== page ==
In the final quarter of 2016, on 11 November 2016, approximately 100 individuals and organisations attended a public engagement hosted by Iranti, in collaboration with Forum for the Empowerment of Women (FEW). A panel consisting of academics, legal experts and activists made presentations and engaged with the audience on the content of the draft Prevention and Combating of Hate Crimes and Hate Speech Bill. Opinions were varied, and a robust debate took place.
What is a Hate Crime?
A Hate Crime is a crime motivated by the perpetrator’s bias against the victim. These crimes often involve excessive violence meant to transmit a message about the perpetrator’s bias.
Developing an approach to Hate Crimes in South Africa
A Hate Crimes Bill was being developed, by a Working Group on Hate Crimes, as a direct result of the high levels of xenophobic violence that took place in South Africa in 2008. Parallel to this process, and as a result of repeated lobbying by LGBTI activists, the Justice and Security clust
er set up the National Task Team on Gender and Sexual Orientation-based Violence Perpetrated against Lesbian, Gay, Bisexual, Transgender and Intersex (LGBTI) Persons, in 2011.
Life before a Hate Crimes Bill
The South African legal system uses legislation covering matters relating to civil and criminal justice, including the Constitution of the Republic of South Africa 106 of 1996; the provision of administrative justice (Administrative Justice Act, 2000); as well as access to Equality Courts (PEPUDA, 2000); for matters related to discrimination and prejudice. To date the existing legislation has not deterred the rate of violent crimes aimed at LGBTI persons; and there is a belief that the introduction of additional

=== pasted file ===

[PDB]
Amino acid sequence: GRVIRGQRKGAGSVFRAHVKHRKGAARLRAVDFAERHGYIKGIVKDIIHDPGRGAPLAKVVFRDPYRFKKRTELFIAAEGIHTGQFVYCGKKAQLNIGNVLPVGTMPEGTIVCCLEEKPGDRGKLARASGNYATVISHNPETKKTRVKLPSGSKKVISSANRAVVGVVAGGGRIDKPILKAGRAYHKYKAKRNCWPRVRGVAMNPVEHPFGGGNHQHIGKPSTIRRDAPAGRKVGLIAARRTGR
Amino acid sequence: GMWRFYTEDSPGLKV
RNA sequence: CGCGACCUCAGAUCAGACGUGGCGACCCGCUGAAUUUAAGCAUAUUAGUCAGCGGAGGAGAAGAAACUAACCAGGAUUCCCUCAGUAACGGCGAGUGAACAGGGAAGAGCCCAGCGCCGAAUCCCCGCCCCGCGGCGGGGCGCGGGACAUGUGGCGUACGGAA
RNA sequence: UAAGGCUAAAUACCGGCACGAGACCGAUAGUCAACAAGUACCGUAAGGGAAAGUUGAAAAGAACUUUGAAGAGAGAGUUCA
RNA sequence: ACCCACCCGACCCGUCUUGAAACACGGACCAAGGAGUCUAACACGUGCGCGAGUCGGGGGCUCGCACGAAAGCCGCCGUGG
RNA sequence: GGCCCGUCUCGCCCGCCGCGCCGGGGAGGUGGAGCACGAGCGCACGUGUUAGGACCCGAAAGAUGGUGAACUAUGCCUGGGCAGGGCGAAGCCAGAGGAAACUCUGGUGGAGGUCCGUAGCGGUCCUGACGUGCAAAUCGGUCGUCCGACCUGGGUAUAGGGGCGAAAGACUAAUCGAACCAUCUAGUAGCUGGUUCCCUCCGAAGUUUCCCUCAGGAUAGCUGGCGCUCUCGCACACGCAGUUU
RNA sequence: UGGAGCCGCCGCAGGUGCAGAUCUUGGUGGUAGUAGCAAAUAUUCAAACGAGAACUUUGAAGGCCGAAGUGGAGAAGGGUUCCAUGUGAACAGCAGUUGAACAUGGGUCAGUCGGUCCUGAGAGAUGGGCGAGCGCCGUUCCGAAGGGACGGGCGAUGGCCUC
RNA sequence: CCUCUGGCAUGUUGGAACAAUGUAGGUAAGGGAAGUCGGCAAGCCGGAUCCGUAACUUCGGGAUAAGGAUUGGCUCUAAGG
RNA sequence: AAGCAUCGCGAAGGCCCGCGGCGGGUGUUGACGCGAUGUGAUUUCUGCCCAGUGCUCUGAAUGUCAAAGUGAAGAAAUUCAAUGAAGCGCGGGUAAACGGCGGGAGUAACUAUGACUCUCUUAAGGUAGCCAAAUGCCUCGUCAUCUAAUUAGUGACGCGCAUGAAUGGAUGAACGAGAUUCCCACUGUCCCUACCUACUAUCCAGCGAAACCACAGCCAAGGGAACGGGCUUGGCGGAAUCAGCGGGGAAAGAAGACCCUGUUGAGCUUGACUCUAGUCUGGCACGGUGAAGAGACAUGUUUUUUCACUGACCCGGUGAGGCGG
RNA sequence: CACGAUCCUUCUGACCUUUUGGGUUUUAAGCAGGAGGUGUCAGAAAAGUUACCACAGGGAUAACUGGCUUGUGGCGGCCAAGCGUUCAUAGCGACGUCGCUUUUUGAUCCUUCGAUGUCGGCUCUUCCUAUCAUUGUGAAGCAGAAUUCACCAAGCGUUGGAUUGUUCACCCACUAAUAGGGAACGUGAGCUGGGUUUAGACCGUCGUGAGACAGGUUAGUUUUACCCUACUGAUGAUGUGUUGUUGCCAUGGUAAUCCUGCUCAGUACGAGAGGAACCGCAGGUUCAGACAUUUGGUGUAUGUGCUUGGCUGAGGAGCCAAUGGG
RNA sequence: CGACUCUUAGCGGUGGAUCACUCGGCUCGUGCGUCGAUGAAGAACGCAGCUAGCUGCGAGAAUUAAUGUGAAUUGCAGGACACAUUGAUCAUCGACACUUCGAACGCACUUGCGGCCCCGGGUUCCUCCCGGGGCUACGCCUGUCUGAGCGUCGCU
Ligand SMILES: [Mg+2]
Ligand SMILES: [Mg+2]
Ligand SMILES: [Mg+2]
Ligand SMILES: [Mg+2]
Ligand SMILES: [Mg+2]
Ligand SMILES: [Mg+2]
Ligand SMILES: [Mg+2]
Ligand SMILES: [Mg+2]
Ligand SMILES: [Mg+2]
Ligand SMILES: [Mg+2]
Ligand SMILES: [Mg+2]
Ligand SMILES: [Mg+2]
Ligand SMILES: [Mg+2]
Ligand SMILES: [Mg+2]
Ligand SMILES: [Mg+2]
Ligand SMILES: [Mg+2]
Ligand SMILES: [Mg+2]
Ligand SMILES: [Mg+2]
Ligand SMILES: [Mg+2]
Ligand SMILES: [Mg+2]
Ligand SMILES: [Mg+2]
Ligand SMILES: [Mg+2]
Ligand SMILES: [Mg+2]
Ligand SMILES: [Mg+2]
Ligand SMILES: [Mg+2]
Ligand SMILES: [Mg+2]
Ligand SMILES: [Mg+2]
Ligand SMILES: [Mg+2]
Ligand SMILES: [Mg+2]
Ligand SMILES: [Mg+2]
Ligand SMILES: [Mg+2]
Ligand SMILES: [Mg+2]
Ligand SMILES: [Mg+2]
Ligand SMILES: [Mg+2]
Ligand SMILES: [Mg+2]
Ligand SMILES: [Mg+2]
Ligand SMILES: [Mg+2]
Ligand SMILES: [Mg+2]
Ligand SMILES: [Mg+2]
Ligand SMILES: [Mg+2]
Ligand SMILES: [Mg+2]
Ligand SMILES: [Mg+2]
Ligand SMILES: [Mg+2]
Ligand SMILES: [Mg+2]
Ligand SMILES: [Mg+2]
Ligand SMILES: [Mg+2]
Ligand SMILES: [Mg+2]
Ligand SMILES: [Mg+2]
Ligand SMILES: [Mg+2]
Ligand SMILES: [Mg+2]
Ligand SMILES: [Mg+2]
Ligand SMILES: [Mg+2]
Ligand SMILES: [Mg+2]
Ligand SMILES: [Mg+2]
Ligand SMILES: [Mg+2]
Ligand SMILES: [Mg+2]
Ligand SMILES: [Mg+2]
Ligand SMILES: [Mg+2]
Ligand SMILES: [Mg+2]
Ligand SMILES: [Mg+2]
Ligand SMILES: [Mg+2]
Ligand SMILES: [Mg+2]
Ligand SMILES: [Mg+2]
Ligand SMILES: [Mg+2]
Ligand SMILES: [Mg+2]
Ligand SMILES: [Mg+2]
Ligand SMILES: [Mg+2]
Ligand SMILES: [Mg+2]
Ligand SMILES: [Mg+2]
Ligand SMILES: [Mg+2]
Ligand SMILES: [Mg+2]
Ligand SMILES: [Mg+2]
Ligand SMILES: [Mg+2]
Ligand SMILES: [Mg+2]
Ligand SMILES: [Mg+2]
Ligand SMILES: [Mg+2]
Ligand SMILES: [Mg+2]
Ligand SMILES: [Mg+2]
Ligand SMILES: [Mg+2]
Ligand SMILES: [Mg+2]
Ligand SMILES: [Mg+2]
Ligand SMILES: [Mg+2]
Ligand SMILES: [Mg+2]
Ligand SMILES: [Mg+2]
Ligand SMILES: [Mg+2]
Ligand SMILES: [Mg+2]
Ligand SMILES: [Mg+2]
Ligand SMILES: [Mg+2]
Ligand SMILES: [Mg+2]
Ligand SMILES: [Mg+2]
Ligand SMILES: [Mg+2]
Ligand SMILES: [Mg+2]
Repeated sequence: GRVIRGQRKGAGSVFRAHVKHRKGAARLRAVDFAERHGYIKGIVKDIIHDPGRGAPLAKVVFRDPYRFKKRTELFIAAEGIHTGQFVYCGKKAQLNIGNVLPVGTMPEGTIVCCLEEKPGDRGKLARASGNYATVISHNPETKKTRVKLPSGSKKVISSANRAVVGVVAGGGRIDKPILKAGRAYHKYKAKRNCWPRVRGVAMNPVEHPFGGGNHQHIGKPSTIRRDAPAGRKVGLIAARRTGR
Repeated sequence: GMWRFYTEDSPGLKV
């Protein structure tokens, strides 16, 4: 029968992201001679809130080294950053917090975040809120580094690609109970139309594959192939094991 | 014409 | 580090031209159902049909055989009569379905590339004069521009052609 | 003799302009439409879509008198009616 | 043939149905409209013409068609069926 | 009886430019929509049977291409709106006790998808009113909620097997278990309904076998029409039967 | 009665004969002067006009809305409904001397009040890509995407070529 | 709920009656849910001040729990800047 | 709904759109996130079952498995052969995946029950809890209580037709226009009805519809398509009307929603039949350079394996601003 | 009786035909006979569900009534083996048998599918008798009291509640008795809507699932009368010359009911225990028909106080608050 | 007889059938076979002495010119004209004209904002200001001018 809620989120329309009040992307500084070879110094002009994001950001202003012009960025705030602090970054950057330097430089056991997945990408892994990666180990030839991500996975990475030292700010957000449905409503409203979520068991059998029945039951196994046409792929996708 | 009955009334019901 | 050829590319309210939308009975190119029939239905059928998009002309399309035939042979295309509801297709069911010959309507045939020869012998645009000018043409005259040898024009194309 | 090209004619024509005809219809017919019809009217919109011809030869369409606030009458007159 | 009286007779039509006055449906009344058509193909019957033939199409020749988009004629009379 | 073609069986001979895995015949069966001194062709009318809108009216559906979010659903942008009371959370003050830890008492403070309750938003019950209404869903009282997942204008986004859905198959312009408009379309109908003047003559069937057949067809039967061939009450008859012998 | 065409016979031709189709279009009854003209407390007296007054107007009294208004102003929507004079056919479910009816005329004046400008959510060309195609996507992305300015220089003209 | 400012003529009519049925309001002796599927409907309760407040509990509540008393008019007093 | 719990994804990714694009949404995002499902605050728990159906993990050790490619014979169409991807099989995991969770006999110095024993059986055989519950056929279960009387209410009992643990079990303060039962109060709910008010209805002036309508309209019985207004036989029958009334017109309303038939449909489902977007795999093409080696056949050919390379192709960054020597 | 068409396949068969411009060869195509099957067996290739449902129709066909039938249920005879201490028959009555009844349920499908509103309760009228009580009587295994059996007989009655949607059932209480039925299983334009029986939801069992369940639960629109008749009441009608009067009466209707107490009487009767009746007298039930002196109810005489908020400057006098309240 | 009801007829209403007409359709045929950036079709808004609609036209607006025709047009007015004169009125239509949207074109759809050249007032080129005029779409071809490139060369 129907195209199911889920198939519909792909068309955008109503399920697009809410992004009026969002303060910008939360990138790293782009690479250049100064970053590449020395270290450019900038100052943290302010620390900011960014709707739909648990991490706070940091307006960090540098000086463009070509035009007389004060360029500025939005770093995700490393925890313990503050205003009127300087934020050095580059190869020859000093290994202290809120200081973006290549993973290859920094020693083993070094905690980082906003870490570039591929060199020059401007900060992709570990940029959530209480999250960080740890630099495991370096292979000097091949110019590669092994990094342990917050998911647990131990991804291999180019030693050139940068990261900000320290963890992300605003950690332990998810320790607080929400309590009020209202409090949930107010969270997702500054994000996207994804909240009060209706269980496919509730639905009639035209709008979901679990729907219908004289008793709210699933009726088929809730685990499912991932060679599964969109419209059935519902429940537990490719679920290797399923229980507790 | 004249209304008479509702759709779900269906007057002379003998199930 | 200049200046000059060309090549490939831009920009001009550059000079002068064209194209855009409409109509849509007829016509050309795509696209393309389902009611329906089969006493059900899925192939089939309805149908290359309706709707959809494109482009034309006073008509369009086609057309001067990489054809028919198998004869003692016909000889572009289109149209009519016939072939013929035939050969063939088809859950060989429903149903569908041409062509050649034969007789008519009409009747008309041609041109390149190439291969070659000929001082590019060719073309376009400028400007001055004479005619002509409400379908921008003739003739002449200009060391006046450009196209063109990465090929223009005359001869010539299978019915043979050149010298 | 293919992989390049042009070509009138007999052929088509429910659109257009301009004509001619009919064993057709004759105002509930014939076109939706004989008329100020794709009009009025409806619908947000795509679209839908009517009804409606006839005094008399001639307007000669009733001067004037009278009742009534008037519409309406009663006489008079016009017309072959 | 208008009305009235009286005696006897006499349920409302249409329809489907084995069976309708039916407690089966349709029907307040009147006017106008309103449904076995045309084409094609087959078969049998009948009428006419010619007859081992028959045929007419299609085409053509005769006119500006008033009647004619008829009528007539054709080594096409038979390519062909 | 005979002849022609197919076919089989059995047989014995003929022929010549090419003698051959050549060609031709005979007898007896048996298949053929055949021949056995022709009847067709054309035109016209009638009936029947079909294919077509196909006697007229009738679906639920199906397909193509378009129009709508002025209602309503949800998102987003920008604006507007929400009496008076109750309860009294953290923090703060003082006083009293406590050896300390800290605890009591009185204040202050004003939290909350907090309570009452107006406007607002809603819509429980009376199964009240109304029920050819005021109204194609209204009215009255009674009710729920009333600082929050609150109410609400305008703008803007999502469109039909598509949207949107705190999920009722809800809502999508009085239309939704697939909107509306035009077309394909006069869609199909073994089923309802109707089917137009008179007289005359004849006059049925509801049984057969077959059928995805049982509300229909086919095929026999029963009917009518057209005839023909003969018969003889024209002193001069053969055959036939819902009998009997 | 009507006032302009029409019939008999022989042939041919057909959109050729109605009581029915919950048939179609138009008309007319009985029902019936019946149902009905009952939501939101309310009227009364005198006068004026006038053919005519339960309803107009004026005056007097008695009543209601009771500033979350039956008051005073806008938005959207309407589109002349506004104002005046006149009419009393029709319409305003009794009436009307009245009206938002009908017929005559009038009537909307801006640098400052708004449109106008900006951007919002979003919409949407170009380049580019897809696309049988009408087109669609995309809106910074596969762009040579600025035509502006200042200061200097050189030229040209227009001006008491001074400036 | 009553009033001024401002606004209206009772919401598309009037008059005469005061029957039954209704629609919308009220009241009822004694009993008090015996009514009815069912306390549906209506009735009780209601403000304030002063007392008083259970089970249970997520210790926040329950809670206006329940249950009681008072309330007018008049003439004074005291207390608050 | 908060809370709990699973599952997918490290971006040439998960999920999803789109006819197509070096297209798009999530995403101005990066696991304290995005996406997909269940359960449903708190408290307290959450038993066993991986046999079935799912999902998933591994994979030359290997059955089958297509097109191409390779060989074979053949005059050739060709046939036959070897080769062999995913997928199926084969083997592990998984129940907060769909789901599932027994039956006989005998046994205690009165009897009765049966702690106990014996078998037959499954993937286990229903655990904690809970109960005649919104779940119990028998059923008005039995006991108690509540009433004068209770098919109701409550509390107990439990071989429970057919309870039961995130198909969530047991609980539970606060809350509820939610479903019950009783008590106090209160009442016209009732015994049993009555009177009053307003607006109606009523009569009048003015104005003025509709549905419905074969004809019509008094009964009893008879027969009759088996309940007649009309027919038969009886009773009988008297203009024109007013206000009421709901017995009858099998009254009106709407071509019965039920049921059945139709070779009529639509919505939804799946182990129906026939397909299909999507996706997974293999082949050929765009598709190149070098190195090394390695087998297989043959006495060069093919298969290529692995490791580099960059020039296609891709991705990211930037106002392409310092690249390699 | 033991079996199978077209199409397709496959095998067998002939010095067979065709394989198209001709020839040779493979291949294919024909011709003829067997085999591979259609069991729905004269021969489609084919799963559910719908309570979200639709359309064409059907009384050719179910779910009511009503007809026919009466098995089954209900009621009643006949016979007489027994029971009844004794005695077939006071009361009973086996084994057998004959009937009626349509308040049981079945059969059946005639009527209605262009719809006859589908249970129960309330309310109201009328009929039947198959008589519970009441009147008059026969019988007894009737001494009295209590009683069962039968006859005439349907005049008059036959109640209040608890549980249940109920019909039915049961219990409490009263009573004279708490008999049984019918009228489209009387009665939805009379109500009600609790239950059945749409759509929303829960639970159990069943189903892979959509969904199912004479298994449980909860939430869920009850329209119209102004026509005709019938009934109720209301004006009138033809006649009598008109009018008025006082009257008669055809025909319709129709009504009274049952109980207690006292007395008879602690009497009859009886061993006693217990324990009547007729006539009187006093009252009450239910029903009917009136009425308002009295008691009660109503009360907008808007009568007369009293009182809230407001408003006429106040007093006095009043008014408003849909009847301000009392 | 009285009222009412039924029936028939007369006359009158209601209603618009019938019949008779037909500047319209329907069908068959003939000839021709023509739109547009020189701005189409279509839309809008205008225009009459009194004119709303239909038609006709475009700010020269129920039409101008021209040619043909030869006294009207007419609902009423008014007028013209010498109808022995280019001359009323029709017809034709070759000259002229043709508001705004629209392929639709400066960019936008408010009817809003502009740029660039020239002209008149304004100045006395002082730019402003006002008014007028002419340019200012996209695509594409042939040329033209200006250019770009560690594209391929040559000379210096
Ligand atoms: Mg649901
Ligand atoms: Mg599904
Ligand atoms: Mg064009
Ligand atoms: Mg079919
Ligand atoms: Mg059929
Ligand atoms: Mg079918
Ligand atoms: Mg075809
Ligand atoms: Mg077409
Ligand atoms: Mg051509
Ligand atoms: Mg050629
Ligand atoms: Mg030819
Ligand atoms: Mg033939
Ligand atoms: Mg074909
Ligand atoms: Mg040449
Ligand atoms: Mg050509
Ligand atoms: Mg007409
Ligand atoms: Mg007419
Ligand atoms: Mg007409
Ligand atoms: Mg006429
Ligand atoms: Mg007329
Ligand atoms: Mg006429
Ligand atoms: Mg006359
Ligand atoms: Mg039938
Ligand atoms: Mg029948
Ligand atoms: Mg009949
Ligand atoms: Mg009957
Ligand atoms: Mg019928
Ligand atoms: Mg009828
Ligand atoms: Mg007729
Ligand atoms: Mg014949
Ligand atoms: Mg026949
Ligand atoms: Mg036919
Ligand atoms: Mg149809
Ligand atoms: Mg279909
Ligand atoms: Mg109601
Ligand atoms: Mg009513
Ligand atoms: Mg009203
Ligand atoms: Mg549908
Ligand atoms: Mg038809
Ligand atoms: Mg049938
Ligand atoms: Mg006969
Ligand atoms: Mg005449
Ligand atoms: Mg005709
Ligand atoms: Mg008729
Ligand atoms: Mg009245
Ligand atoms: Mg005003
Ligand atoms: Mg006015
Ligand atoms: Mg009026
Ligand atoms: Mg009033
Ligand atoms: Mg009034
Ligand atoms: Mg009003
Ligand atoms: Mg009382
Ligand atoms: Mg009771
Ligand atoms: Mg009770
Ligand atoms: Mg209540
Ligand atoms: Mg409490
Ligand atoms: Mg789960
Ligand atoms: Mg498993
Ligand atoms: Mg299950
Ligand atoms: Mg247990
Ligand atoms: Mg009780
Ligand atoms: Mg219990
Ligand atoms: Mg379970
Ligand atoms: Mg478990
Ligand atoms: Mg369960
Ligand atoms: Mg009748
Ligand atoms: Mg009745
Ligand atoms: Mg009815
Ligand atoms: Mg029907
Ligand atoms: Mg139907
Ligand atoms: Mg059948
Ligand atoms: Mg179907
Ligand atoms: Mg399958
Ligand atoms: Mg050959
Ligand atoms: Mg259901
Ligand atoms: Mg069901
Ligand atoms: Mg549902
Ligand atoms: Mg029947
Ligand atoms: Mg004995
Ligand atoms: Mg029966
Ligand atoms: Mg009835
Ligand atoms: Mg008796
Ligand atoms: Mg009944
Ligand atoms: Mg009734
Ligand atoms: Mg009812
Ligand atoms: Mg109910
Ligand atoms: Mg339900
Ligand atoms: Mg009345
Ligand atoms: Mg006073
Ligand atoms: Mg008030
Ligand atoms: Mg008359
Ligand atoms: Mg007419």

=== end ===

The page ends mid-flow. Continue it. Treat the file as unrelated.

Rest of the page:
legislation may go the same route.
LGBTI Activists respond to the Hate Crimes Bill
The draft Prevention and Combating of Hate Crimes and Hate Speech Bill was placed in the public domain in October 2016. It provides for the offence of hate crimes and the offence of hate speech. It also provides for the prosecution of persons who commit those crimes and appropriate sentences that may be imposed on persons who commit hate crime and hate speech offences. Although the Bill claims to provide for the prevention of hate crimes and hate speech, and reporting on the implementation, its application as an integrated approach from government to its administration, is unclear.
One reservation is that the Bill started out as dealing with hate crimes, but with the publication of this draft, hate speech was added. There is a difference between the two. Hate crimes refer to crimes where the perpetrator is motivated by a bias. No formal definition of hate speech exists in South Africa at present.
A submission will be made by Iranti, by the 31 Jan 2017 deadline; and Iranti has activities planned that will take the issue further, through training around human rights, and building capacity in the sector to implement human rights; as well as hosting public engagements around the issue of hate speech and hate crimes. Iranti is currently releasing a five part series of audio visual
conversations around the HC Bill, held with specialists in the sector. These will be loaded onto the Iranti website.